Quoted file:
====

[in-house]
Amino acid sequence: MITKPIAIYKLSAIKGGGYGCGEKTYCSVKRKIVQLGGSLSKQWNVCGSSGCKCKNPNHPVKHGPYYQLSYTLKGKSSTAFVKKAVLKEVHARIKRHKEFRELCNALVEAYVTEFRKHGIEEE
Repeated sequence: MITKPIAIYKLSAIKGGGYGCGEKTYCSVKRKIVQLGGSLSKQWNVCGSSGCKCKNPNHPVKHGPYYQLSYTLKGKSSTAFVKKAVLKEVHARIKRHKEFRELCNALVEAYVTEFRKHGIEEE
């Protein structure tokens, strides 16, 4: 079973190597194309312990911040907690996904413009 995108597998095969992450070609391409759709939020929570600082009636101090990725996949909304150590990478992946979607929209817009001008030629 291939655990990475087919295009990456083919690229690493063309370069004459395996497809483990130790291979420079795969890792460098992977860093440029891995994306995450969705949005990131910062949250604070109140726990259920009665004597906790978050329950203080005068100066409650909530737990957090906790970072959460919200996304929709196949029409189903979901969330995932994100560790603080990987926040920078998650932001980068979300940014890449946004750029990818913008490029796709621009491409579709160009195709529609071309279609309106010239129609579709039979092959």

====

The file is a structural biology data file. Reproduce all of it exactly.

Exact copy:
[in-house]
Amino acid sequence: MITKPIAIYKLSAIKGGGYGCGEKTYCSVKRKIVQLGGSLSKQWNVCGSSGCKCKNPNHPVKHGPYYQLSYTLKGKSSTAFVKKAVLKEVHARIKRHKEFRELCNALVEAYVTEFRKHGIEEE
Repeated sequence: MITKPIAIYKLSAIKGGGYGCGEKTYCSVKRKIVQLGGSLSKQWNVCGSSGCKCKNPNHPVKHGPYYQLSYTLKGKSSTAFVKKAVLKEVHARIKRHKEFRELCNALVEAYVTEFRKHGIEEE
């Protein structure tokens, strides 16, 4: 079973190597194309312990911040907690996904413009 995108597998095969992450070609391409759709939020929570600082009636101090990725996949909304150590990478992946979607929209817009001008030629 291939655990990475087919295009990456083919690229690493063309370069004459395996497809483990130790291979420079795969890792460098992977860093440029891995994306995450969705949005990131910062949250604070109140726990259920009665004597906790978050329950203080005068100066409650909530737990957090906790970072959460919200996304929709196949029409189903979901969330995932994100560790603080990987926040920078998650932001980068979300940014890449946004750029990818913008490029796709621009491409579709160009195709529609071309279609309106010239129609579709039979092959």